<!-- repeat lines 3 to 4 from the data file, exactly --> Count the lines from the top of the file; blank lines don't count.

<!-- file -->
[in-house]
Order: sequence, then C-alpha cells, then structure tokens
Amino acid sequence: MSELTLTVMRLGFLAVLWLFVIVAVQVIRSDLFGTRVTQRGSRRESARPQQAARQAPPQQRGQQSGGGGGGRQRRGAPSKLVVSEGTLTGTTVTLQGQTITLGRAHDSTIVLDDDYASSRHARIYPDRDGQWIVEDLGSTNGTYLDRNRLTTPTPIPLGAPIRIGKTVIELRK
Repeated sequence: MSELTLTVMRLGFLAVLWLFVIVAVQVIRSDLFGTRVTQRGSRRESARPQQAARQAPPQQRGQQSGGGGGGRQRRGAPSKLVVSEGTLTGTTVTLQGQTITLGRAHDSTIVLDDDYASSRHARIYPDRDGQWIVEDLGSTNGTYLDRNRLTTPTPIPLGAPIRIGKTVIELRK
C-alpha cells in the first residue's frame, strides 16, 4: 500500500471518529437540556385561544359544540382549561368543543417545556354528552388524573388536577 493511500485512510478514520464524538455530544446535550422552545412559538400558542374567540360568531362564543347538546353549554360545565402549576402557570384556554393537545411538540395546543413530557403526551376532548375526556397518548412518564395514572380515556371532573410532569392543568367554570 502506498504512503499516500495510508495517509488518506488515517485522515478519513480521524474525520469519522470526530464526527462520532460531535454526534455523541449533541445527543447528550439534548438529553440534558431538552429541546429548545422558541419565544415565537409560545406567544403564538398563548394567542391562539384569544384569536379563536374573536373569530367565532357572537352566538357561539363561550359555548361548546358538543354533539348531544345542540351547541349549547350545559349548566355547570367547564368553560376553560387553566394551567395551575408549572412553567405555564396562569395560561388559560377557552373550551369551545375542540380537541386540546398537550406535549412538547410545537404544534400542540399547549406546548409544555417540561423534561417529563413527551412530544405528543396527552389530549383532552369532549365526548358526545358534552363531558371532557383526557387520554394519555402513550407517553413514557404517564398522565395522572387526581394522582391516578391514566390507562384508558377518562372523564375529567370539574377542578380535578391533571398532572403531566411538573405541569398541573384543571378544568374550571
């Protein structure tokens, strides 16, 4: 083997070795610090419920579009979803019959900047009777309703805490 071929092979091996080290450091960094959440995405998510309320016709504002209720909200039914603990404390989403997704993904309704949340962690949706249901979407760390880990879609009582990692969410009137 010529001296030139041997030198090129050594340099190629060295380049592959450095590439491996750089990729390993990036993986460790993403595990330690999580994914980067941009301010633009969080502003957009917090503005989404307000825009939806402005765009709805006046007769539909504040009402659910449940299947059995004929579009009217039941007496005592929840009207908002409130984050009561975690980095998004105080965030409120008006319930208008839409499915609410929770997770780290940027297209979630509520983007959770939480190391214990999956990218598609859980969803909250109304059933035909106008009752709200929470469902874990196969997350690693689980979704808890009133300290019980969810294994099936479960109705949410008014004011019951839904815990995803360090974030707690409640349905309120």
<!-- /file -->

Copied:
Amino acid sequence: MSELTLTVMRLGFLAVLWLFVIVAVQVIRSDLFGTRVTQRGSRRESARPQQAARQAPPQQRGQQSGGGGGGRQRRGAPSKLVVSEGTLTGTTVTLQGQTITLGRAHDSTIVLDDDYASSRHARIYPDRDGQWIVEDLGSTNGTYLDRNRLTTPTPIPLGAPIRIGKTVIELRK
Repeated sequence: MSELTLTVMRLGFLAVLWLFVIVAVQVIRSDLFGTRVTQRGSRRESARPQQAARQAPPQQRGQQSGGGGGGRQRRGAPSKLVVSEGTLTGTTVTLQGQTITLGRAHDSTIVLDDDYASSRHARIYPDRDGQWIVEDLGSTNGTYLDRNRLTTPTPIPLGAPIRIGKTVIELRK